The Old Ship Saloon saga began in December of 1849 when the Arkansas, a three-masted boat, sailed into San Francisco Bay. A storm blew the Arkansas aground on Alcatraz Island. The ship was towed into Yerba Buena Cove, set on the beach at what is now the corner of Pacific and Battery and was deserted by her gold-seeking crew.
In 1851, the owner cut a door into the side of the Arkansas' hull, ran a gangplank from the newly cut door to the Pacific Street pier and converted it into the Old Ship Ale House. Libations were sold for 25 cents each.
By 1855, construction of warehouses, businesses and landfill up to Front Street had locked the ship in place and a sailors' rooming house had been constructed on its deck. Think of it ... amidst the conventional buildings, a ship's prow protruded into the street! The remains of the Arkansas are still buried under the saloon and in the adjoining parking lot.
In 1859 builders dismantled the above-ground portion of the ship and constructed a brick hotel for 22 residents on the site. A barroom on the ground floor of the hotel became The Old Ship Saloon.
Until the turn of the century, The Old Ship Saloon operated as a sailors' tavern and shanghaiing den. Many a sailor drank drug-laced liquor here and found himself on an unintended voyage. It was here, and in countless other boardinghouses along the waterfront, that seamen were drugged or simply knocked out and delivered, for a fee, to waiting ships. They generally recovered consciousness somewhere out at sea, often literally on a slow boat to China. This practice is described in detail in Bill Pickelhaupt's book Shanghaied in San Francisco.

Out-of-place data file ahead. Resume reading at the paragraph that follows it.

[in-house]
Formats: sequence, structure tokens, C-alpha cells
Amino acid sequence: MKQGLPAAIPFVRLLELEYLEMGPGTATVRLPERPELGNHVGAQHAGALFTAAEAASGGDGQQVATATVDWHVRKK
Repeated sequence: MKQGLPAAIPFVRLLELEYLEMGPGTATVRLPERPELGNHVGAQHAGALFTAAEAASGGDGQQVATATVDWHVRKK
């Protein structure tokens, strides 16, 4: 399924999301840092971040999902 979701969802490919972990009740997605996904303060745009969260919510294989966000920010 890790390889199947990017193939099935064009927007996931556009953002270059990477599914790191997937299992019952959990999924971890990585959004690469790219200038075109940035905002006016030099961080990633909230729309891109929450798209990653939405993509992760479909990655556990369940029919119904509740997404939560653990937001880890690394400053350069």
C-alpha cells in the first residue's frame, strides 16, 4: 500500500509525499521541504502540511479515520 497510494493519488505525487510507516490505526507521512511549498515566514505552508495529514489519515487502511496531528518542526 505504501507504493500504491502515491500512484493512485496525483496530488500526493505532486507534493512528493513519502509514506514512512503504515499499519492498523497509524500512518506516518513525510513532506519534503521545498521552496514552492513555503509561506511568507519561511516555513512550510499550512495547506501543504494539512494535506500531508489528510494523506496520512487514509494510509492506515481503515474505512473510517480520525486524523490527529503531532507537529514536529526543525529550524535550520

In 1897, Henry Klee (who's name until recently could still be seen on a painted sign near the roofline) purchased the business, but the 1906 Earthquake and fire tumbled part of the brick walls to the street. It was then rebuilt and finished in 1907. In the 1940's a brothel upstairs entertained a steady stream of GI's before they left for the Pacific during World War II.
Mr. Pirate and I had lunch there; I, the tomato-basil soup and Mr. Pirate the mushroom burger .. both were very tasty. Upon exiting the building and looking south down Battery towards Market, happened to look UP and saw an amazing graphic formed by the rooflines of the skyscrapers. It very well may appear in a quilt. :-)
On the Battery Street side of the building, an old mooring hitch sits on the sidewalk. It can also be seen in the picture at the top of the page. Where the mooring hitch came from is unknown but it does add a certain ambience to the site. :-)